When most people think of DWI charges, they understand the NC DWI laws apply to things like cars, trucks, and motorcycles.
You may not know that “drunk driving” can include other types of vehicles.
For example, during summer vacation on the OBX, many people like driving around on golf carts, electric scooters, and bikes.
If you’ve had an interaction with law enforcement, you may have questions such as:
- Can you get arrested for DWI on a bicycle?
- What about a Golf Cart or electric scooter or eBike?
- When do the DWI laws apply?
In this blog post, we will discuss DWI charges in NC that involve vehicles other than cars.
We will also answer the question of whether or not you can be convicted of DWI for driving a golf cart, as well as explore some of the penalties associated with such a charge.
Stay tuned to learn more!
What is DUI in North Carolina?
DWI is an acronym for “driving while impaired.”
The NC DWI law does not specifically use the terms DUI or DWI.
N.C.G.S. Chapter 20-138.1 references only “impaired driving.”
In order to be convicted of DWI in North Carolina, the prosecution must prove that you were driving a vehicle and, as a result of your impairment, either:
(a) You lost the normal use of your mental or physical faculties; or
(b) You had a blood alcohol concentration (BAC) of 0.08 or more.
What vehicles count as “Motor Vehicles” under the NC DWI Laws?
The North Carolina DWI statutes apply to “motor vehicles.” The term “motor vehicle” can be somewhat complicated.
For example, Chapter 20 begins defining vehicles as a “device” that can be used to transport any property or person, except for devices that move by human power or those on fixed tracks or rails.
Unfortunately, the statute includes electric-assisted bicycles and human-powered bicycles are deemed to be vehicles. Devices used for transportation by a person with a mobility impairment may not be included, particularly when that device’s design limit is 15 mph when being operated by a person with a mobility impairment?
Complicated enough for you?
If you have questions about OBX DWI charges, we think it makes sense to talk with an experienced lawyer who possesses substantial experience handling those types of cases on the Outer Banks.
What other vehicles can you be charged with DWI in?
Now that we’ve answered the question of what “motor vehicle” means under North Carolina law, let’s explore some other types of vehicles that you could be arrested for DWI.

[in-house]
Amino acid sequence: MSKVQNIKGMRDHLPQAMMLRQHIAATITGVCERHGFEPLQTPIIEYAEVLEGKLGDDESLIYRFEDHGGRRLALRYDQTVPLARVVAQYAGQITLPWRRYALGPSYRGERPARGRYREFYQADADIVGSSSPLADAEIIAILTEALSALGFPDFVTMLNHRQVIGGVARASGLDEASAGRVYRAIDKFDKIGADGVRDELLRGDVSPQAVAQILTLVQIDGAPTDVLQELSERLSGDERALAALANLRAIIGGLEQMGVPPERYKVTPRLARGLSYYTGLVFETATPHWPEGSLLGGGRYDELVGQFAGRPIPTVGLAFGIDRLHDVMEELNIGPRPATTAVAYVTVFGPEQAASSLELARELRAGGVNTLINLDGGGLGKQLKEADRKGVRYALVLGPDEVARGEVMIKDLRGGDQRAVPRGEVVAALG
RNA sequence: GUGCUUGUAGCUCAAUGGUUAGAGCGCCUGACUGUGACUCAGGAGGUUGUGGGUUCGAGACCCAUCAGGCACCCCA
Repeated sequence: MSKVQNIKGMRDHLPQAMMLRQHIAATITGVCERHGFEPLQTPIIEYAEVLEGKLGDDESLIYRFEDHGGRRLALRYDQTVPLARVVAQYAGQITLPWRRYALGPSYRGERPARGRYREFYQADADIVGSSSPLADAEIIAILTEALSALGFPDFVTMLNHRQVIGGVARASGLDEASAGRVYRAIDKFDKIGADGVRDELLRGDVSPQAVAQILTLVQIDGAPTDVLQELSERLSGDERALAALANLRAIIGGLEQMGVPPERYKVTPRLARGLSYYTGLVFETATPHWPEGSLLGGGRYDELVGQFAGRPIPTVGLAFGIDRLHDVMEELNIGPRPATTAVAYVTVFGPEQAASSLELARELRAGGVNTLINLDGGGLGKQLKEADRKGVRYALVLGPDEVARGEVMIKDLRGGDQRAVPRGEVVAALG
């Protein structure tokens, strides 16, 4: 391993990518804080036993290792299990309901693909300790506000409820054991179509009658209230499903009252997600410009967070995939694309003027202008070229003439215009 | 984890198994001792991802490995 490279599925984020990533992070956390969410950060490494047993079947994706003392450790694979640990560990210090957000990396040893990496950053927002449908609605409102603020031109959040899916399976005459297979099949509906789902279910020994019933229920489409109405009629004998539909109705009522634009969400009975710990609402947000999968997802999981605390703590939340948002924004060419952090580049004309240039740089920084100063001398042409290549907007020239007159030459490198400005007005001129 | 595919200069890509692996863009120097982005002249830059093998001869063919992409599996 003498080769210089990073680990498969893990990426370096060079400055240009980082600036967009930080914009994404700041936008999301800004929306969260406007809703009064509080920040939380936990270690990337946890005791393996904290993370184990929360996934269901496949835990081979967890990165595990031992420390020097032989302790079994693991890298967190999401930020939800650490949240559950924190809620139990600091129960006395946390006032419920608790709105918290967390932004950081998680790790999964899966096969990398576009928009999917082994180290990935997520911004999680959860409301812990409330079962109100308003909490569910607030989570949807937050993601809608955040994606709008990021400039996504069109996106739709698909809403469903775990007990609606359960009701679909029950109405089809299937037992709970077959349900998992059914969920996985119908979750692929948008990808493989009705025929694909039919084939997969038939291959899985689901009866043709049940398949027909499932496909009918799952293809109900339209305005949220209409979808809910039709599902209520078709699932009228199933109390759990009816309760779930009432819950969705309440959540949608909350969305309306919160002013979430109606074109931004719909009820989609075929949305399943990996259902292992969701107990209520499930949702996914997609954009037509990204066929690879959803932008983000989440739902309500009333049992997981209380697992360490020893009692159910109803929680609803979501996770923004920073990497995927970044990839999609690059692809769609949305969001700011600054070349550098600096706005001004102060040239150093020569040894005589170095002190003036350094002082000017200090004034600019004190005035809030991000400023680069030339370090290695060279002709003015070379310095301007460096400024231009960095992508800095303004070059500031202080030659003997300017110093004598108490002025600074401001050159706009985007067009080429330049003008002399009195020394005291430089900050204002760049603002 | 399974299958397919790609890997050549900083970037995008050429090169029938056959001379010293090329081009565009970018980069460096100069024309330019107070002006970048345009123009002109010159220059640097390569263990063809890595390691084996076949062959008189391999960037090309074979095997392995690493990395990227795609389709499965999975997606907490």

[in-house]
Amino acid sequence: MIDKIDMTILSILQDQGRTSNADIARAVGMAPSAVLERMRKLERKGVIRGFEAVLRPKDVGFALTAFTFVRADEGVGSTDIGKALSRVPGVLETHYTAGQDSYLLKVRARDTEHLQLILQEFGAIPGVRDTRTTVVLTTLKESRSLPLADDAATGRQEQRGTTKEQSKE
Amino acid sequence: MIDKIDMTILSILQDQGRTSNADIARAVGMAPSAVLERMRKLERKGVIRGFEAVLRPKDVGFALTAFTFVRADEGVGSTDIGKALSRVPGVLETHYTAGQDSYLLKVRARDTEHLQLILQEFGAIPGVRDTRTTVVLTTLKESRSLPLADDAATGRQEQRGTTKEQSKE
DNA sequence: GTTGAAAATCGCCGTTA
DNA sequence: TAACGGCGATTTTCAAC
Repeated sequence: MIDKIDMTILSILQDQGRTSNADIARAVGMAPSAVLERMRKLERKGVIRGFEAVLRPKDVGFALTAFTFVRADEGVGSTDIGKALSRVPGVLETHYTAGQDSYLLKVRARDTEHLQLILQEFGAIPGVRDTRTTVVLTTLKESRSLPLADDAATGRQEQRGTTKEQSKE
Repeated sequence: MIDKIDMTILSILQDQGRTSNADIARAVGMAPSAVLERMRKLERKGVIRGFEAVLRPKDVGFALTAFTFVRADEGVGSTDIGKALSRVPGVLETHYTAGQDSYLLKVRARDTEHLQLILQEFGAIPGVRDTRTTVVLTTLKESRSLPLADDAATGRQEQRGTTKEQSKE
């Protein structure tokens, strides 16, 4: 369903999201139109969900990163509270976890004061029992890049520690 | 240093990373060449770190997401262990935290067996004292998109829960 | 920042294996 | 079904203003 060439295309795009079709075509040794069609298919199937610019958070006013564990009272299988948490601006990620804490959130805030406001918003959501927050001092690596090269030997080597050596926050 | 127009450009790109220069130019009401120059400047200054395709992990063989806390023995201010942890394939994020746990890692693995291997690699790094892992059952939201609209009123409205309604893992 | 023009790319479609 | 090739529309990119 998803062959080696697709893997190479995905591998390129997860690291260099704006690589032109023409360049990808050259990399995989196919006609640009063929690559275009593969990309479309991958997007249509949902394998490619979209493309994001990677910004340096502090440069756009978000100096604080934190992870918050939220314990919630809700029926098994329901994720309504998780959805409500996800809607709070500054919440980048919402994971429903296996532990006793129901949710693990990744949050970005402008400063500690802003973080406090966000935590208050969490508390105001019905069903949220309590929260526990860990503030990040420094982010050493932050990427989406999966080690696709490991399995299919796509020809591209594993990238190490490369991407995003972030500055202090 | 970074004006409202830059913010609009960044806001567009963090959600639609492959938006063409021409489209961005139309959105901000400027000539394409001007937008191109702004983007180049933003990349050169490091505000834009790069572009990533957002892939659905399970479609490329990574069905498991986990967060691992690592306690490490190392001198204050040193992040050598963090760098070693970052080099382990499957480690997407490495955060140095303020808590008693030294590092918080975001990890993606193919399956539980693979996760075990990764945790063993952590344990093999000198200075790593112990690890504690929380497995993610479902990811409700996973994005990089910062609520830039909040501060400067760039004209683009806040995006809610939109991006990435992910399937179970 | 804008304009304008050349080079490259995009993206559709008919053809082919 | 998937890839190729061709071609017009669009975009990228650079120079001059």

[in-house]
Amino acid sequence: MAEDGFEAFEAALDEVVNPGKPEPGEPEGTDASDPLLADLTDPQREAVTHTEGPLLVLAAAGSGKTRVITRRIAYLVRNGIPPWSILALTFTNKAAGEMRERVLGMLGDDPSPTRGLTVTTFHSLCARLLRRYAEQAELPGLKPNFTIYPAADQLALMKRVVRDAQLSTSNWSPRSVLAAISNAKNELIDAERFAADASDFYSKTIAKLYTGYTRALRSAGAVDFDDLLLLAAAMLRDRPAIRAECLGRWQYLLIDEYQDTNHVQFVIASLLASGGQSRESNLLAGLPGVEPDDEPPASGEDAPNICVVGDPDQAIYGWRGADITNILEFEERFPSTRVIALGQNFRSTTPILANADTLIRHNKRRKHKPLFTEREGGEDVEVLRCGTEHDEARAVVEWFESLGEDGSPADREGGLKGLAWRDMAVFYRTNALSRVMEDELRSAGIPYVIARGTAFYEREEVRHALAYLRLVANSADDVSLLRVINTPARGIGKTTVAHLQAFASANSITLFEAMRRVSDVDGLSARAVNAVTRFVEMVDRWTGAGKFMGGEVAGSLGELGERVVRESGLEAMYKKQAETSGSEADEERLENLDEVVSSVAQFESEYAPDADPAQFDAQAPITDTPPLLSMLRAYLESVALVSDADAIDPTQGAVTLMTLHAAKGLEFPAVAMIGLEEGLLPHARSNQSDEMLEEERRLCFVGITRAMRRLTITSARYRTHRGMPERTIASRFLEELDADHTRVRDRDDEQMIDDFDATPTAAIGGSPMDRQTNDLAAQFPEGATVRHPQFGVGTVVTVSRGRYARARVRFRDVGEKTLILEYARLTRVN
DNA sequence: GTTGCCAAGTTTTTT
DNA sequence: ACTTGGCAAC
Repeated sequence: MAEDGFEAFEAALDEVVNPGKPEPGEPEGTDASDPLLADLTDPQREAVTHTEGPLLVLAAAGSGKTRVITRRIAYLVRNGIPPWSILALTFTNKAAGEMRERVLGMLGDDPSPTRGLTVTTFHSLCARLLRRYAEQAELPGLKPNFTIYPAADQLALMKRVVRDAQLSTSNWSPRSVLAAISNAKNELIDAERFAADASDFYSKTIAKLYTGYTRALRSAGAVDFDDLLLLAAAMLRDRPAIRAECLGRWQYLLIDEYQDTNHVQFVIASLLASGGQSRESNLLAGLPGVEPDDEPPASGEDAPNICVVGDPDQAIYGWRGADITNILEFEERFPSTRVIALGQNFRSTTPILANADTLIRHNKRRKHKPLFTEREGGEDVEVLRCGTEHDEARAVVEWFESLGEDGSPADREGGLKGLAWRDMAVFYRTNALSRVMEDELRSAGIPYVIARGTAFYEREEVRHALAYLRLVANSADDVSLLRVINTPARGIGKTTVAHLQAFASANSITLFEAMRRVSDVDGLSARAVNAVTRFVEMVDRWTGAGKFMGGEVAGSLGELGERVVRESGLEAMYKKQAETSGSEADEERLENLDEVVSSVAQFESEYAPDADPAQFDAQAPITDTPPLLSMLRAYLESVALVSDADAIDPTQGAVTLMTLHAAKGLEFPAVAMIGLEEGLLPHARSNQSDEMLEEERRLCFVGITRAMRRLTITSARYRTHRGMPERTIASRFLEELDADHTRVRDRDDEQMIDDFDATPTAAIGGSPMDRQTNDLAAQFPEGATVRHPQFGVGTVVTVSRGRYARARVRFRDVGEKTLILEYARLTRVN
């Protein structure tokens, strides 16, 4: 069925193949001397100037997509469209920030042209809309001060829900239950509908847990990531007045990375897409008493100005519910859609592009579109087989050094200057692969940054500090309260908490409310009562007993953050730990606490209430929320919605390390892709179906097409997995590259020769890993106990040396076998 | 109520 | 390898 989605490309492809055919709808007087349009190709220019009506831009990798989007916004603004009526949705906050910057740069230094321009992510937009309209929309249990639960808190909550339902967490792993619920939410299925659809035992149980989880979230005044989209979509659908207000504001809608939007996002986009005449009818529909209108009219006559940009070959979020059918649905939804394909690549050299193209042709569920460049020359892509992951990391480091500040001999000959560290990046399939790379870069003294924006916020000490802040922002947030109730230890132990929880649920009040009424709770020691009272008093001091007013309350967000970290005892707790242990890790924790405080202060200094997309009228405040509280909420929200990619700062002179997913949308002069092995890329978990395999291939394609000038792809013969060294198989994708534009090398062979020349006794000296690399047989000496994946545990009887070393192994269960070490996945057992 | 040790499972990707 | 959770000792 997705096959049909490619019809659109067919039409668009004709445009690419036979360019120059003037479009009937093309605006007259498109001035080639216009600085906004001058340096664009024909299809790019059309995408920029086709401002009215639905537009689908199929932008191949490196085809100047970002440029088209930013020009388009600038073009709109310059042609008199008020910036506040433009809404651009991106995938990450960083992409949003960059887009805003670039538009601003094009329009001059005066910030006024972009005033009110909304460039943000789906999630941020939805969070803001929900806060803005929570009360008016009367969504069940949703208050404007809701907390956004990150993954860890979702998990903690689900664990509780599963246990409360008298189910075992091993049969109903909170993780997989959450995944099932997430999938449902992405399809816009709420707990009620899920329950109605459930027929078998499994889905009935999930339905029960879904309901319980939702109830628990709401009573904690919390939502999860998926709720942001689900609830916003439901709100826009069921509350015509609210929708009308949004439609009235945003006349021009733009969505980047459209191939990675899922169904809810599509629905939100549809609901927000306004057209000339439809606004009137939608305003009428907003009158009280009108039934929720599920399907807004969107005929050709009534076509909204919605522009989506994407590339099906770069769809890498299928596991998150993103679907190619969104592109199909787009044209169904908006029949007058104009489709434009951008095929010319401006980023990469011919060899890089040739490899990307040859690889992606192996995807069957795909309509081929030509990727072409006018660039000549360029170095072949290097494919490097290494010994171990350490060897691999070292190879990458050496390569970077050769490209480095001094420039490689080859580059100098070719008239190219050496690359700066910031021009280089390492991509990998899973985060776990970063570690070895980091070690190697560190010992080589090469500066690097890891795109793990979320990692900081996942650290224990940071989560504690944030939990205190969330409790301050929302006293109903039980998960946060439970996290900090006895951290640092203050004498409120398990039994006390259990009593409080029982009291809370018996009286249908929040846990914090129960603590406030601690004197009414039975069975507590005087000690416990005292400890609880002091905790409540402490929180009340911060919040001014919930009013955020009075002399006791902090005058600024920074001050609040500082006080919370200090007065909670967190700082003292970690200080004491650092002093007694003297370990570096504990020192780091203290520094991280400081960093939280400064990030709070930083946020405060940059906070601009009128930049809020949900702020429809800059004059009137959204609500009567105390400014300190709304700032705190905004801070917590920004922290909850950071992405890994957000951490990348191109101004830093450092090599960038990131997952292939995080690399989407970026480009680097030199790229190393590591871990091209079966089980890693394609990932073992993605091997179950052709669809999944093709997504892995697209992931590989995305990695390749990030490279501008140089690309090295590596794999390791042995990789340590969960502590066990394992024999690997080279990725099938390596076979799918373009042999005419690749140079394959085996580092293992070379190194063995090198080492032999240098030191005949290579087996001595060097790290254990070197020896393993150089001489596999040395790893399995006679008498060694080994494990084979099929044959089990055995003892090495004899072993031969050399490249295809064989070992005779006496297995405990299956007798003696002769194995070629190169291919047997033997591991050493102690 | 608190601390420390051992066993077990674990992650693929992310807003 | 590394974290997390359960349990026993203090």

In North Carolina, you can be charged with driving while impaired on a golf cart.
The same rules and penalties that apply to DWI in a car also apply if you are caught driving impaired on a golf cart. If convicted of DWI on a golf cart, you will face the same penalties as if convicted of DWI in a car.
This includes jail time, fines, and having your driver’s license suspended. You may also be required to use an ignition interlock device (IID) on any vehicle that you drive.
You can also be charged with DWI while riding a bicycle.
It is also possible to be charged with driving while impaired on a lawn mower.
What does driving under the influence mean?
The term “driving under the influence” (DUI) is often used to refer to drunk driving, but it can also apply to drugs or other substances.
In North Carolina, you can be charged with DUI if you are caught driving after using any impairing substance, including alcohol, illegal drugs, and some prescription medications.
The law in North Carolina describes driving under the influence as a “state” of the accused (the Defendant) who has their mental or physical faculties impaired by an impairing substance to an “appreciable” extent.
Do I need a lawyer for DWI charges?
It is always a good idea to talk with an attorney if you have been charged with any crime, but it is especially important if you have been charged with DWI on the Outer Banks.
A DWI charge is a serious offense and can result in jail time in certain circumstances, the loss of your driver’s license, and high fines. You may also be required to use an ignition interlock device (IID) on your vehicle.
An experienced lawyer will be able to explain the charges against you and help you navigate the legal system. A lawyer can also help you understand the possible penalties that you face and work with you to develop a defense strategy.